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Cardiac Rehabilitation


Cardiac rehabilitation (rehab)

is a program that is supervised by healthcare providers. A cardiac rehab team includes doctors, nurses, exercise specialists, physical or occupational therapists, dietitians, and mental health providers. The providers will teach you ways to strengthen your heart and prevent future heart problems. Cardiac rehab may help you live longer by keeping your heart as healthy as possible. The program helps you recover from heart procedures and surgeries. It also teaches you how to manage your heart condition. Cardiac rehab may last for several weeks or months, depending on your condition.

Why you need cardiac rehab:

Your healthcare provider may recommend you attend cardiac rehab for the following reasons:

  • Help you recover from a heart attack, heart procedure, or surgery
  • Reduce your risk for future heart disease, heart attacks, and heart failure
  • Help keep your heart problems or symptoms from worsening
  • Improve your heart function, mood, self-esteem, and quality of life
  • Help you manage other health conditions that can make your heart condition worse

Call your local emergency number (911 in the US) if:

  • You have any of the following signs of a heart attack:
    • Squeezing, pressure, or pain in your chest
    • You may also have any of the following:
      • Discomfort or pain in your back, neck, jaw, stomach, or arm
      • Shortness of breath
      • Nausea or vomiting
      • Lightheadedness or a sudden cold sweat

Call your healthcare provider or cardiologist if:

  • You have questions or concerns about your condition or care.

What cardiac rehab includes:

Cardiac rehab specialists will examine you, ask about your symptoms, and make sure any medicine you take is working. They may use tests, such as an EKG, to monitor your heart rate and rhythm. They will also work with you individually and help you with the following:

  • Manage other health conditions that can worsen your heart condition. Your cardiac rehab team will monitor other health conditions you have. They may give you medicine and teach you ways to control your blood sugar level, blood pressure, or cholesterol level. They will also help you create a weight loss plan if you are overweight. You may receive counseling if you are depressed, anxious, angry, or stressed. These feelings are common with heart disease. A counselor can teach you ways to reduce your stress and improve your mood. This may help improve your heart condition and quality of life.
  • Exercise safely. A physical or exercise therapist will create an exercise plan that is best for you. He or she will help you slowly and safely increase your activity without making your symptoms worse. He or she will show you safe ways to warm up and cool down when you exercise. Exercise can help you control blood pressure, weight, and blood sugar and cholesterol levels. The goal of cardiac rehab is to help you be able to safely exercise 30 to 60 minutes every day, or as directed.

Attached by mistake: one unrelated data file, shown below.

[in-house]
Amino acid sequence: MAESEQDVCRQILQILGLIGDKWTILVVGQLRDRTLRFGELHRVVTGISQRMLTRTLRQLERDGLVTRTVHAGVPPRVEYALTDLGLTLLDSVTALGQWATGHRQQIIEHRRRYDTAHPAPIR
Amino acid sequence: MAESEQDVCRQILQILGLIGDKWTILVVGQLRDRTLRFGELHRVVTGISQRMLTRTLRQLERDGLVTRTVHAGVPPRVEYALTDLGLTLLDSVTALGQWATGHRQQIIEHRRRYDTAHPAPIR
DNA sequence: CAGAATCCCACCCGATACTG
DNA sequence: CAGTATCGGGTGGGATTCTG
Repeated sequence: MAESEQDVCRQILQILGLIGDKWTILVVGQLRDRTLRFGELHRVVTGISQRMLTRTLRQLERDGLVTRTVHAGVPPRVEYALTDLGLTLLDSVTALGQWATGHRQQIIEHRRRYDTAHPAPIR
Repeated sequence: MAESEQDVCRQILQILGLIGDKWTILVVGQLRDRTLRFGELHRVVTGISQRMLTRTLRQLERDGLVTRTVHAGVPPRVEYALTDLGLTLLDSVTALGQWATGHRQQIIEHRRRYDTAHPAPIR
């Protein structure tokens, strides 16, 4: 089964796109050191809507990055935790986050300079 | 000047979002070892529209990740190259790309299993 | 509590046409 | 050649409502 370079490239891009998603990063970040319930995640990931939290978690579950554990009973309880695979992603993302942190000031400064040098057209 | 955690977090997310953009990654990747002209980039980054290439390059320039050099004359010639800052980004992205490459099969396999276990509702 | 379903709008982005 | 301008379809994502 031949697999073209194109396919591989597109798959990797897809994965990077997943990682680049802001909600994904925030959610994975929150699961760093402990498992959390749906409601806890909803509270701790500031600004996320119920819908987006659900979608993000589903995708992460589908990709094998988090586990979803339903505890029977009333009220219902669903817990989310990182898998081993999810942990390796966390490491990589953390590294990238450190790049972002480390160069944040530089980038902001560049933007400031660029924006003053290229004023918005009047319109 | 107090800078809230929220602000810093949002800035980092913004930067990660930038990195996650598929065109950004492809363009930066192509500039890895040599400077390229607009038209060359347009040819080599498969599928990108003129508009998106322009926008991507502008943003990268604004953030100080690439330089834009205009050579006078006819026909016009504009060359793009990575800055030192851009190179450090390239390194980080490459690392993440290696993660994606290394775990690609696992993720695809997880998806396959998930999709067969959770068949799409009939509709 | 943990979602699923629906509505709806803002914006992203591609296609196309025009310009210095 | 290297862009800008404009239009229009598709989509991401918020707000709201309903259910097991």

• Create a heart-healthy nutrition plan. Healthy nutrition can help protect and strengthen your heart, and control your weight. A nutritionist will teach you which heart-healthy foods to eat. He or she will help you create a meal plan that includes vegetables, fruits, omega-3 fatty acids, and high-fiber foods. You may also need to be on a low-sodium or low-fat diet.
    Sources of Omega 3
  • Quit smoking. Nicotine and other chemicals in cigarettes and cigars can increase your risk for heart attack and stroke. Ask your healthcare provider for information if you currently smoke and need help to quit. E-cigarettes or smokeless tobacco still contain nicotine. Talk to your healthcare provider before you use these products.
  • Limit alcohol. Your healthcare provider or cardiologist will tell you if alcohol is safe for you to drink. Alcohol can make your heart problems worse, and interact with your medicine. Women should limit alcohol to 1 drink a day. Men should limit alcohol to 2 drinks a day. A drink of alcohol is 12 ounces of beer, 5 ounces of wine, or 1½ ounces of liquor.

Follow up with your healthcare provider or cardiologist as directed:

Write down your questions so you remember to ask them during your visits.

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The above information is an educational aid only. It is not intended as medical advice for individual conditions or treatments. Talk to your doctor, nurse or pharmacist before following any medical regimen to see if it is safe and effective for you.

Further information

Always consult your healthcare provider to ensure the information displayed on this page applies to your personal circumstances.